Alternative models of Downsizing
Martin G. Evans, Hugh P. Gunz, & R. Michael Jalland
Faculty of Management University of Toronto
Toronto Ontario Canada
Success of DownsizingStudies by The Wyatt Company show that few downsizing episodes meet their desired goals in terms of increased competitiveness and profitability. The majority of organizations meet their immediate cost reduction goals, but this improvement is not sustained in other areas, especially in the critical long range goals of improved service and increased competitive advantage.
Today, similar issues are facing the public sector as governments begin the difficult task of refocusing on their core activities. This refocusing is expected to result in many layoffs. Does that mean that downsizing should be abandoned? We believe the answer is a qualified no. Research suggests that often the problem does not lie in downsizing per se, but in doing it the wrong way. Just as physicians choose the most appropriate weight-losing regime for their patients -- vigorous exercise may be just right for an obese teenager but disastrous for a middle-aged man with a heart problem -- so wise downsizers choose the most appropriate approach for their organizations.
In a previous article (Financial Post July 19, 1995) we discussed some of the best practice procedures that a firm could use to accomplish downsizing effectively. In this article we will examine the five main differentapproaches to downsizing, reviewing their advantages and disadvantages.
Before doing this we must reiterate two bedrock principles that are essential if downsizing is to be pursued effectively. First, any form of downsizing must be guided by a clear strategic plan that refocuses the organization on its core activities; some of the forms outlined below fail this simple test. Secondly, there must be a sharing of the cuts by the senior management of the organization. It is hard to judge how the Provincial Government scores on these two fundamental criteria. There have been differential cuts to various public sector agencies, but whether these are guided by strategic choices or political expediency is unclear. In the case we know best, the University sector, the situation is clear: the strategic horse is to be preceded by the downsizing cart. The cuts have already been announced, but the strategic review of the University sector is not to begin until early this year.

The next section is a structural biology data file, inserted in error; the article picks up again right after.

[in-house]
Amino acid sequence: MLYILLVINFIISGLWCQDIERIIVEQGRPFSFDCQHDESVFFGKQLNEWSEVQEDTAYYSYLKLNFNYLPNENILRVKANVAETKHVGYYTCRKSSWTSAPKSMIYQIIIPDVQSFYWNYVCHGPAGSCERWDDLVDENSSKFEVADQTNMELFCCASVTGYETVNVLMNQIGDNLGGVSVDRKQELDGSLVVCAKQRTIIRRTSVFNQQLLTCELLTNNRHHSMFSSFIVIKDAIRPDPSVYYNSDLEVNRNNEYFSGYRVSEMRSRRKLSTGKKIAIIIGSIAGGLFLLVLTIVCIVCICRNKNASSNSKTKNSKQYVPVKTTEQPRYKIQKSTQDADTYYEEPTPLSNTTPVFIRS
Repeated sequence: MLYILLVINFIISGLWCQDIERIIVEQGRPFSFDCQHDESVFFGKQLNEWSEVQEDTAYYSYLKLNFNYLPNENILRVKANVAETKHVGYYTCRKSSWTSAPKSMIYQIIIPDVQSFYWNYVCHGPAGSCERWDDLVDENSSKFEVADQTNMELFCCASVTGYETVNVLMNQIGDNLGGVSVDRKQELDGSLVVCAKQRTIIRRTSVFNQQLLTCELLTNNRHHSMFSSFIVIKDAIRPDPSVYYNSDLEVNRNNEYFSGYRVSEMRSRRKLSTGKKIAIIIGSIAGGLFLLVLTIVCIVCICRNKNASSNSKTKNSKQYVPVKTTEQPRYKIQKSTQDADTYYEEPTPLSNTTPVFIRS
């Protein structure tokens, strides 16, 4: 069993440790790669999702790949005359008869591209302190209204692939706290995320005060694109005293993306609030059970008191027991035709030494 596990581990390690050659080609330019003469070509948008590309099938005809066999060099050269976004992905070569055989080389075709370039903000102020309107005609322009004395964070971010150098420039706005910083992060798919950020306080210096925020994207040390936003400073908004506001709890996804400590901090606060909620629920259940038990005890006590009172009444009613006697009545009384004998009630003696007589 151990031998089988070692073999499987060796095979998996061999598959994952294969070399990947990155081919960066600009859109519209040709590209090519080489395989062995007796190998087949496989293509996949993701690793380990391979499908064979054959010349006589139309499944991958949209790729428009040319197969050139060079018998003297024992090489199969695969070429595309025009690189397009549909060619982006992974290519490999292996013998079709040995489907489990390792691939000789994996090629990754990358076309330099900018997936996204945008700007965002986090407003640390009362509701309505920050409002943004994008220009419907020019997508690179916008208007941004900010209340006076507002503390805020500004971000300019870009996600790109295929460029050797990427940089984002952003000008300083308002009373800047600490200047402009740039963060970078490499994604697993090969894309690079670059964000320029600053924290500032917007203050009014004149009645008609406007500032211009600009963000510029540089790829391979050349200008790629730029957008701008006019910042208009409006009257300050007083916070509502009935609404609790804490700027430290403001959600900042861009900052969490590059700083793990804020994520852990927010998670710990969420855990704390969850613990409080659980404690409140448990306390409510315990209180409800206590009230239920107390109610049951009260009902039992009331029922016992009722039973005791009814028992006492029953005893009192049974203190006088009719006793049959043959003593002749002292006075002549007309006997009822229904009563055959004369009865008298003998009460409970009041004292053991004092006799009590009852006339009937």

Alternative Kinds of Downsizing. Organizations can downsize in many different ways.Many organizations use a combination of one or other of the following approaches:
1. Across the board cutbacks. In this type of downsizing, Each department or unit is expected to cut a fixed percentage of its
The pain is shared across the organization (by organization here, "organization" we can mean any one of include several levels of analysis: the whole broad Ontario Public Sector, it applies to sectors like Health Care or Municipalities, it applies to a single Ministry like the Ministry of Labour, and it applies to or a particular agency like a University; all levels of the organization are affected..
Most crucially, the efficient parts of the organization are hurt more than the less efficient;
the former are already running a tight operation, so have lesser ability to absorb cutbacks. This is the major argument against using this approach.
The downsizing is not guided by a clear strategic plan, a key component of downsizing success.; every unit is affected equally.
There is little opportunity to transfer good people from one part of the organization to another.
2. Early retirement and voluntary turnover. In this type of downsizing The firm offers opportunities to those near retirement
to retire early with no financial cost. Others are offered financial incentives, usually based on age and length of service, to quit the organization. No one is forced to leave. This is often used as a first stage in the downsizing process. It is often followed by a less voluntary process.
This Concentrates the layoffs on those people most willing to experience them.
Higher paid employees at each job level are likely to leave, so the positive cost impact is high -- though it may be offset by the cost of the retirement or severance package.
People with most opportunity to be hired elsewhere (i.e., high performers) take the package and leave.
Concentrated losses may occur unpredictably in one or two parts of the organization with no guidance from a clear strategic plan, leaving major human resource gaps in units with more senior employees.
The downsizing is not guided by a clear strategic plan, every unit is affected, but the effect is based upon age and service distributions in the organization. Those units with more senior employees are most severely affected.
The loss of corporate memory and tacit knowhow is severe.
3. Delayering the organization. A horizontal slice of the organization is removed. Middle
managers are reassigned or laid off and not replaced. This means that one of two things has to occur:
a) more senior managers take over the decision making responsibilities of the managers who have left, or
b) decision making is decentralized to lower level employees.